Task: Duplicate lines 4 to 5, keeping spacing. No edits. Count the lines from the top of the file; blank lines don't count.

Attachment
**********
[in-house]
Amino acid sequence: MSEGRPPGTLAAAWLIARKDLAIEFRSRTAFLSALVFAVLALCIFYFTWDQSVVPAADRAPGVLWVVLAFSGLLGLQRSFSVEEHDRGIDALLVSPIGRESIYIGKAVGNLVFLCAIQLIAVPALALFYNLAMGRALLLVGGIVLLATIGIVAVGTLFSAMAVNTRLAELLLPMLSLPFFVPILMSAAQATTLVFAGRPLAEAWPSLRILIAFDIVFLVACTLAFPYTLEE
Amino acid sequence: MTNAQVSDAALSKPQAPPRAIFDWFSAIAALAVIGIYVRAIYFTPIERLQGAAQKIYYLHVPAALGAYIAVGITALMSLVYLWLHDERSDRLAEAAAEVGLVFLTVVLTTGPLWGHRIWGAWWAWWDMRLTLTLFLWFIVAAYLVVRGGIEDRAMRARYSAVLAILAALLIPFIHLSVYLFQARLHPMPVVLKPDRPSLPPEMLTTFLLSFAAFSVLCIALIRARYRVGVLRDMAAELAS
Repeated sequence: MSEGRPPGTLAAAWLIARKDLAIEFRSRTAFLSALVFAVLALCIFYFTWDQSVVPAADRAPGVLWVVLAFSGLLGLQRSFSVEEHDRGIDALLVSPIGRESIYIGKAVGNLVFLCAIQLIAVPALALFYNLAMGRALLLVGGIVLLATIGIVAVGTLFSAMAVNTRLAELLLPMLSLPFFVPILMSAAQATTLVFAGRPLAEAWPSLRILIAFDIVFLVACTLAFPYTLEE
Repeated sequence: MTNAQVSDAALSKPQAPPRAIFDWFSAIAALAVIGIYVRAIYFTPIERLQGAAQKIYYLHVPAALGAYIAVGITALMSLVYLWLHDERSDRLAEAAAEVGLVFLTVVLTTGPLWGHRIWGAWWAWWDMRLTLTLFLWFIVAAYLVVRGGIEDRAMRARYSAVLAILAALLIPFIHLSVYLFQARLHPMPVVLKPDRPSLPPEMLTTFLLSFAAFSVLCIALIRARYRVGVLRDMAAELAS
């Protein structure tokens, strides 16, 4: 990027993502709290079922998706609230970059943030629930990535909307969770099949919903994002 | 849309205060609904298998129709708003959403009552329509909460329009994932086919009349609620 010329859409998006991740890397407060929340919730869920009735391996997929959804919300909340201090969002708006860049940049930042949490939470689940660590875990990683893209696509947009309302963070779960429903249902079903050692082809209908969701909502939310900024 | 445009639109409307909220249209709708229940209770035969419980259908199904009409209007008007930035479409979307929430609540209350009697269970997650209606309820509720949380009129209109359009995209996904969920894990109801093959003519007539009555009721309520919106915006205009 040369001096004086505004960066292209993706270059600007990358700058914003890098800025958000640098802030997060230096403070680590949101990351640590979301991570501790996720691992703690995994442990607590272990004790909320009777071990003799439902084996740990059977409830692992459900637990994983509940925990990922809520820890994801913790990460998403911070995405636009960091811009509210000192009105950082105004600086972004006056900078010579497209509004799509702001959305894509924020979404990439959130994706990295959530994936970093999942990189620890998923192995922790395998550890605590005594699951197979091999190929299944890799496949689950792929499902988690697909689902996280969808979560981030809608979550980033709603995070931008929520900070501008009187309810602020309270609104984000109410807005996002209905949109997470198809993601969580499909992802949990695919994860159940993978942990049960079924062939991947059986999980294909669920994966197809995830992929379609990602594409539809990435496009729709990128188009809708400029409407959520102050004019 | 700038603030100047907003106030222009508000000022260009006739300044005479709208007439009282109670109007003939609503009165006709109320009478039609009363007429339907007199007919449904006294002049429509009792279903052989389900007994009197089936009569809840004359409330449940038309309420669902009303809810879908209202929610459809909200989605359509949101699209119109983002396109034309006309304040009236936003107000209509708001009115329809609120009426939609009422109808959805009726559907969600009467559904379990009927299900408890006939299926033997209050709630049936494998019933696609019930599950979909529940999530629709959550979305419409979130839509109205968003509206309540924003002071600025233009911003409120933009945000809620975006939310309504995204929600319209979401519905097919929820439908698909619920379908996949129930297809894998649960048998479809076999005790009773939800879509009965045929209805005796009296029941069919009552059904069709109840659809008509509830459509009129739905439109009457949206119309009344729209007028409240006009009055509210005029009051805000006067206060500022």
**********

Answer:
Repeated sequence: MSEGRPPGTLAAAWLIARKDLAIEFRSRTAFLSALVFAVLALCIFYFTWDQSVVPAADRAPGVLWVVLAFSGLLGLQRSFSVEEHDRGIDALLVSPIGRESIYIGKAVGNLVFLCAIQLIAVPALALFYNLAMGRALLLVGGIVLLATIGIVAVGTLFSAMAVNTRLAELLLPMLSLPFFVPILMSAAQATTLVFAGRPLAEAWPSLRILIAFDIVFLVACTLAFPYTLEE
Repeated sequence: MTNAQVSDAALSKPQAPPRAIFDWFSAIAALAVIGIYVRAIYFTPIERLQGAAQKIYYLHVPAALGAYIAVGITALMSLVYLWLHDERSDRLAEAAAEVGLVFLTVVLTTGPLWGHRIWGAWWAWWDMRLTLTLFLWFIVAAYLVVRGGIEDRAMRARYSAVLAILAALLIPFIHLSVYLFQARLHPMPVVLKPDRPSLPPEMLTTFLLSFAAFSVLCIALIRARYRVGVLRDMAAELAS